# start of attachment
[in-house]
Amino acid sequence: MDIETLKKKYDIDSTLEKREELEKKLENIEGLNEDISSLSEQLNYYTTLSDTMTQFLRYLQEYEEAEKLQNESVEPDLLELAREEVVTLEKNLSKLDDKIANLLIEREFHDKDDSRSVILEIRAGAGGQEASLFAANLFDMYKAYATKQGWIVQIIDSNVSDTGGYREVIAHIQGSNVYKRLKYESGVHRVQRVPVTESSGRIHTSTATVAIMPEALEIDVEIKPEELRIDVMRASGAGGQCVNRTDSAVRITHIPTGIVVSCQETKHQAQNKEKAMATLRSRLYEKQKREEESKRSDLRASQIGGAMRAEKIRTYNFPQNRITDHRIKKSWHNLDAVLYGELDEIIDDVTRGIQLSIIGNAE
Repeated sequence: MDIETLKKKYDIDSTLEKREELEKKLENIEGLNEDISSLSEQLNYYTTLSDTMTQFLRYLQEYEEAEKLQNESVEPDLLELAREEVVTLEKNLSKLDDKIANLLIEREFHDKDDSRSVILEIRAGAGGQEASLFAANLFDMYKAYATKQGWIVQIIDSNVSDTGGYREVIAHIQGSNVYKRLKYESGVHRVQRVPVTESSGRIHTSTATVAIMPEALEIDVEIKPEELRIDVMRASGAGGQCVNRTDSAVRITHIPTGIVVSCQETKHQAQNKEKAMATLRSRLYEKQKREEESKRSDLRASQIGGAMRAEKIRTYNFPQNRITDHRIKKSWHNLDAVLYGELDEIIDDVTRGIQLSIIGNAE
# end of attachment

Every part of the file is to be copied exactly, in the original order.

[in-house]
Amino acid sequence: MDIETLKKKYDIDSTLEKREELEKKLENIEGLNEDISSLSEQLNYYTTLSDTMTQFLRYLQEYEEAEKLQNESVEPDLLELAREEVVTLEKNLSKLDDKIANLLIEREFHDKDDSRSVILEIRAGAGGQEASLFAANLFDMYKAYATKQGWIVQIIDSNVSDTGGYREVIAHIQGSNVYKRLKYESGVHRVQRVPVTESSGRIHTSTATVAIMPEALEIDVEIKPEELRIDVMRASGAGGQCVNRTDSAVRITHIPTGIVVSCQETKHQAQNKEKAMATLRSRLYEKQKREEESKRSDLRASQIGGAMRAEKIRTYNFPQNRITDHRIKKSWHNLDAVLYGELDEIIDDVTRGIQLSIIGNAE
Repeated sequence: MDIETLKKKYDIDSTLEKREELEKKLENIEGLNEDISSLSEQLNYYTTLSDTMTQFLRYLQEYEEAEKLQNESVEPDLLELAREEVVTLEKNLSKLDDKIANLLIEREFHDKDDSRSVILEIRAGAGGQEASLFAANLFDMYKAYATKQGWIVQIIDSNVSDTGGYREVIAHIQGSNVYKRLKYESGVHRVQRVPVTESSGRIHTSTATVAIMPEALEIDVEIKPEELRIDVMRASGAGGQCVNRTDSAVRITHIPTGIVVSCQETKHQAQNKEKAMATLRSRLYEKQKREEESKRSDLRASQIGGAMRAEKIRTYNFPQNRITDHRIKKSWHNLDAVLYGELDEIIDDVTRGIQLSIIGNAE